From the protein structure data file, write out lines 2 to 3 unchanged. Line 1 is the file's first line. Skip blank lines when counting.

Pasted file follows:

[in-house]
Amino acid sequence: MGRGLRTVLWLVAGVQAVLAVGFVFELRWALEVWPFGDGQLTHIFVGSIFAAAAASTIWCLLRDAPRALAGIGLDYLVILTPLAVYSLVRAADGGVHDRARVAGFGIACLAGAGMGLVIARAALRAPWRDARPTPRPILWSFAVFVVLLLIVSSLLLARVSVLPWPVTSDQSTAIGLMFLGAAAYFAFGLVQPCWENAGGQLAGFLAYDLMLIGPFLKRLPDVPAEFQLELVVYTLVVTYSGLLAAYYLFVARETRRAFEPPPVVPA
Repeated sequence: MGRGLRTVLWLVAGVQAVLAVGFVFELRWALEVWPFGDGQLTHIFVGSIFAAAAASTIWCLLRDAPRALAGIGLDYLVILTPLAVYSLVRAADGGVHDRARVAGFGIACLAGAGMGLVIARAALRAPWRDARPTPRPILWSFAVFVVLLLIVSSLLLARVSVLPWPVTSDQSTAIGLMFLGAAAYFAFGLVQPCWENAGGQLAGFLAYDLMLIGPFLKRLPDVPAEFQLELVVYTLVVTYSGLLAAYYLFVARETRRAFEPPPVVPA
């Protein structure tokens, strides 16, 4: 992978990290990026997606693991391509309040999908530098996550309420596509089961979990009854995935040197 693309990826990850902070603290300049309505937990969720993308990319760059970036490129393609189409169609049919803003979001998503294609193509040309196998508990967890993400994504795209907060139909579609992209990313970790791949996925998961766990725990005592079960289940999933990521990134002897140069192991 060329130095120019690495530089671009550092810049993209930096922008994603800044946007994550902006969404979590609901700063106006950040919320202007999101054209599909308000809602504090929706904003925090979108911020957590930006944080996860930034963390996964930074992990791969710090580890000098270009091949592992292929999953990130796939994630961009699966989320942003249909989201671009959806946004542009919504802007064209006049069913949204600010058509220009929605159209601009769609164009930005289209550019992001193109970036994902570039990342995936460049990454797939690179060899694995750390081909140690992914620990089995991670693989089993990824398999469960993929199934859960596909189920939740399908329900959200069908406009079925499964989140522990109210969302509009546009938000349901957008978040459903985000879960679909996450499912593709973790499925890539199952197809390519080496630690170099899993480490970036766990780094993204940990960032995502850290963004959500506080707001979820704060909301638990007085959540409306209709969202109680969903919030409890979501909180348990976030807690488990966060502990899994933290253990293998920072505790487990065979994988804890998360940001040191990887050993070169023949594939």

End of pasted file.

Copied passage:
Amino acid sequence: MGRGLRTVLWLVAGVQAVLAVGFVFELRWALEVWPFGDGQLTHIFVGSIFAAAAASTIWCLLRDAPRALAGIGLDYLVILTPLAVYSLVRAADGGVHDRARVAGFGIACLAGAGMGLVIARAALRAPWRDARPTPRPILWSFAVFVVLLLIVSSLLLARVSVLPWPVTSDQSTAIGLMFLGAAAYFAFGLVQPCWENAGGQLAGFLAYDLMLIGPFLKRLPDVPAEFQLELVVYTLVVTYSGLLAAYYLFVARETRRAFEPPPVVPA
Repeated sequence: MGRGLRTVLWLVAGVQAVLAVGFVFELRWALEVWPFGDGQLTHIFVGSIFAAAAASTIWCLLRDAPRALAGIGLDYLVILTPLAVYSLVRAADGGVHDRARVAGFGIACLAGAGMGLVIARAALRAPWRDARPTPRPILWSFAVFVVLLLIVSSLLLARVSVLPWPVTSDQSTAIGLMFLGAAAYFAFGLVQPCWENAGGQLAGFLAYDLMLIGPFLKRLPDVPAEFQLELVVYTLVVTYSGLLAAYYLFVARETRRAFEPPPVVPA